conversion from size_t to int

Discussion in 'C++' started by hanzhou.zhang@gmail.com, Aug 10, 2005.

  1. Guest

    Hi,

    vector<int> v;
    //...
    int size = v.size();

    Since the vector's size() function returns a "size_t" number, the
    compilation with /Wp64 reports some warning. My question is: If I can
    gurantee "size" is not a big number, will the conversion from "size_t"
    to "int" on 64-bit platforms cause error ?

    Thank you.
     
    , Aug 10, 2005
    #1
    1. Advertising

  2. wrote:
    > Hi,
    >
    > vector<int> v;
    > //...
    > int size = v.size();
    >
    > Since the vector's size() function returns a "size_t" number, the
    > compilation with /Wp64 reports some warning. My question is: If I can
    > gurantee "size" is not a big number, will the conversion from "size_t"
    > to "int" on 64-bit platforms cause error ?
    >
    > Thank you.
    >


    For portability, use:

    std::vector<int>::size_type size = v.size();

    Larry
     
    Larry I Smith, Aug 10, 2005
    #2
    1. Advertising

  3. Mike Wahler Guest

    <> wrote in message
    news:...
    > Hi,
    >
    > vector<int> v;
    > //...
    > int size = v.size();


    Don't use 'int' for this. Is there some reason
    you feel you must?

    >
    > Since the vector's size() function returns a "size_t" number,


    No, 'std::vector<>::size()'s return type is not 'size_t',
    but 'std::vector<>::size_type'.

    The above should be written:

    std::vector<int>::size_type size = v.size();

    >the
    > compilation with /Wp64 reports some warning.


    Apparently your implementation's type 'std::vector<>::size_type'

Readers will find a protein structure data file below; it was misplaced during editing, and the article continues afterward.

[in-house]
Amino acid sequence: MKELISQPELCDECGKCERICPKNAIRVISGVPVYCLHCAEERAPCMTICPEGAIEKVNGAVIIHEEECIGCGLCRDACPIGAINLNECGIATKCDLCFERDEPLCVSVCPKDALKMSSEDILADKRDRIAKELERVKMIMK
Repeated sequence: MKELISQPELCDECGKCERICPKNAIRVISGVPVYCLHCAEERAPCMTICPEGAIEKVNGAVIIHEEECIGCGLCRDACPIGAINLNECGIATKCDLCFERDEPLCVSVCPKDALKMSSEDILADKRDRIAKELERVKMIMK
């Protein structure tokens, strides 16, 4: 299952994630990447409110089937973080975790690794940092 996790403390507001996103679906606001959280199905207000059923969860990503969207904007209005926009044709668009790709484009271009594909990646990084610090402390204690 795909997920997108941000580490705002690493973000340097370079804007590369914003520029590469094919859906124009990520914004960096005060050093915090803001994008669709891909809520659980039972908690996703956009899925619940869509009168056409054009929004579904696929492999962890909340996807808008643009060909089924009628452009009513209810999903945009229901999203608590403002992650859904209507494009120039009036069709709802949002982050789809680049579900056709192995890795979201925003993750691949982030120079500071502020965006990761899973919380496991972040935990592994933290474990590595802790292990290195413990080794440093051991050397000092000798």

has a greater possible range of values than its type 'int' can
    represent. The warning should be about possible loss of data.

    > My question is: If I can
    > gurantee "size" is not a big number, will the conversion from "size_t"
    > to "int" on 64-bit platforms cause error ?


    'howmany-bit' platform makes no difference. The guarantee you'd
    need to make is that the actual value is within the range of
    type 'int' (i.e. value >= std::numeric_limits<int>::min() and
    value <= std::numeric_limits<int>::max() ).

    -Mike
     
    Mike Wahler, Aug 11, 2005
    #3
  4. Ram Guest

    Re: conversion from size_t to int

    >
    > For portability, use:
    >
    > std::vector<int>::size_type size = v.size();


    This is one thing I don't understand in C++. Why have a separate
    size_type for each container? Though I haven't verified, in all
    probability they all are internally referred to the same type.

    For me, everytime writing container_type::size_type is too cumbersome
    particularly when looping around.

    -Ramashish
     
    Ram, Aug 11, 2005
    #4
  5. Pete Becker Guest

    Re: conversion from size_t to int

    Ram wrote:
    >
    > This is one thing I don't understand in C++. Why have a separate
    > size_type for each container? Though I haven't verified, in all
    > probability they all are internally referred to the same type.